Since the "active principle" has not yet been identified for Harpagophytum procumbens, the constituent harpagoside is used as a marker for standardization of Harpagophytum preparations. For harpagoside, the dose-dependent absorption into systemic circulation has been shown and may be related to lipoxygenase inhibition [43]. However, it remains to be established if the inhibitory effect on leukotriene production corresponds to therapeutic efficacy. Future research should attempt to identify the active constituent or profile of constituents that relate to therapeutic efficacy in order to make extract dosing transparent.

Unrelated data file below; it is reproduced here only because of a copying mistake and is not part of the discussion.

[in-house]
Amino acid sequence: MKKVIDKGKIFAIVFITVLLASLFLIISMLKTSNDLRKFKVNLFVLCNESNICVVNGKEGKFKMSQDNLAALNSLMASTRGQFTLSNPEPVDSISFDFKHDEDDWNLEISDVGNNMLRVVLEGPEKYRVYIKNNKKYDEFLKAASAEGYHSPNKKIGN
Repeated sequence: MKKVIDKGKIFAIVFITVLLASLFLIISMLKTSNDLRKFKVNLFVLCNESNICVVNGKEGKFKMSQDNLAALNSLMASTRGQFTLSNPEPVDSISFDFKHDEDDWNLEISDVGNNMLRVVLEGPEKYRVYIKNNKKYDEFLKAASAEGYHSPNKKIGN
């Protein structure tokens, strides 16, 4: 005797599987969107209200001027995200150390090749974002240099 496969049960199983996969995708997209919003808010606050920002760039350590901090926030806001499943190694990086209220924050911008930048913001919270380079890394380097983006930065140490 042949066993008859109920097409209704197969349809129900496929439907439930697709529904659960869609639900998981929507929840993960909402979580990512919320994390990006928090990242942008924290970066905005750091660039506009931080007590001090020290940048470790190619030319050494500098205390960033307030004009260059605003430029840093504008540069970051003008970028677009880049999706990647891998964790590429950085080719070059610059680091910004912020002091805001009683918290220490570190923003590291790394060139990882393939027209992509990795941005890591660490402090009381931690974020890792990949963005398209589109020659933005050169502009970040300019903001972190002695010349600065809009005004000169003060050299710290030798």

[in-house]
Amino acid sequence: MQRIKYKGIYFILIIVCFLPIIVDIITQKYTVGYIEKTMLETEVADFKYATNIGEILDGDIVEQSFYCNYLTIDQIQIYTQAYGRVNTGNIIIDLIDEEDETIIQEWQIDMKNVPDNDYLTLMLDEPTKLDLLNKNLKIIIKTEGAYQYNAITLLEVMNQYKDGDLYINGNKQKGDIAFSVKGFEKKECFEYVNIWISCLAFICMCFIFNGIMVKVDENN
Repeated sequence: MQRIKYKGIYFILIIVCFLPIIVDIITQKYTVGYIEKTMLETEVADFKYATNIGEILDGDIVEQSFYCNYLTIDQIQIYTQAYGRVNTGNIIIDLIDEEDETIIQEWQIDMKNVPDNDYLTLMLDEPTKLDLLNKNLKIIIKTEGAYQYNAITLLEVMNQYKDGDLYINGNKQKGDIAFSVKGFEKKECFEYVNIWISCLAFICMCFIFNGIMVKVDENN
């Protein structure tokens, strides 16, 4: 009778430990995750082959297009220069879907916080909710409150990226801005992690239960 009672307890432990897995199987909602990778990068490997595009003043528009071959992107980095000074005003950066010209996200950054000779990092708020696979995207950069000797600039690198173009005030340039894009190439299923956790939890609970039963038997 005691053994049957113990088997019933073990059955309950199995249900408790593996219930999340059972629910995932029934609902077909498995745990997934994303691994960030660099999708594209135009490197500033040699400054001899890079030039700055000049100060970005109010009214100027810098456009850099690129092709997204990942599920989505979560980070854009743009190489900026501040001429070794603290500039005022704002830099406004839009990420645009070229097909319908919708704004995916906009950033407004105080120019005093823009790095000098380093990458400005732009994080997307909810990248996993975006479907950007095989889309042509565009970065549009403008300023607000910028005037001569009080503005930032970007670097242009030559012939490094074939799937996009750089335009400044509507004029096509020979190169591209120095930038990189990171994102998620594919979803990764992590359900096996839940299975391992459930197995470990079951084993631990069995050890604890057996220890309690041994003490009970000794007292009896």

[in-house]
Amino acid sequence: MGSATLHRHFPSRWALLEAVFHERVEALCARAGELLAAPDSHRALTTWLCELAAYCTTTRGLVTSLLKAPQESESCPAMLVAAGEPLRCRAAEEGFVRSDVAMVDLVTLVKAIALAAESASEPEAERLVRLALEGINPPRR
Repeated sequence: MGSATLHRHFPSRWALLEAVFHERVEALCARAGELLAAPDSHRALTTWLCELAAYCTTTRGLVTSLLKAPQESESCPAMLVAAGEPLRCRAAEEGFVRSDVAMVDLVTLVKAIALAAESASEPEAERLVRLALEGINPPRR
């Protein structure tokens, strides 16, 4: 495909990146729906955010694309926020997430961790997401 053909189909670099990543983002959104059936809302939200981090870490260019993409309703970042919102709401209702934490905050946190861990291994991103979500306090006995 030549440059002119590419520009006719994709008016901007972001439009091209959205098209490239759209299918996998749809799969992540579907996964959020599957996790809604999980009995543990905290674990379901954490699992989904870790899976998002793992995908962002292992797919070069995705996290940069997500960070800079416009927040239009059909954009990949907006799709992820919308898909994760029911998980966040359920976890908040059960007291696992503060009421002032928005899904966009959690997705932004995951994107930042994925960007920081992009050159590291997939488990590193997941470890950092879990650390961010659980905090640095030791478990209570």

There are several drawbacks to the present study. First, this is a qualitative review and as such it does not provide a quantitative summary of results, thus making it difficult to determine the size of effect of each intervention. Secondly, this review includes a small number of trials, often with small sample sizes. This makes it difficult to state definitive conclusions of efficacy and suggests the need for more trials. On the other hand, the trials reviewed were generally of good methodological quality and have several statistically significant and clinically significant effects. Therefore, these trials help us reach some clear conclusions regarding the use of specific preparations and doses of Harpagophytum procumbens for osteoarthritis and non-specific low back pain. Another strength of this study is the comprehensive search strategy, the methodological quality assessment, and the use of an accepted method for a best evidence synthesis. Future reviews may attempt to statistically combine the results of such trials into a meta-analysis.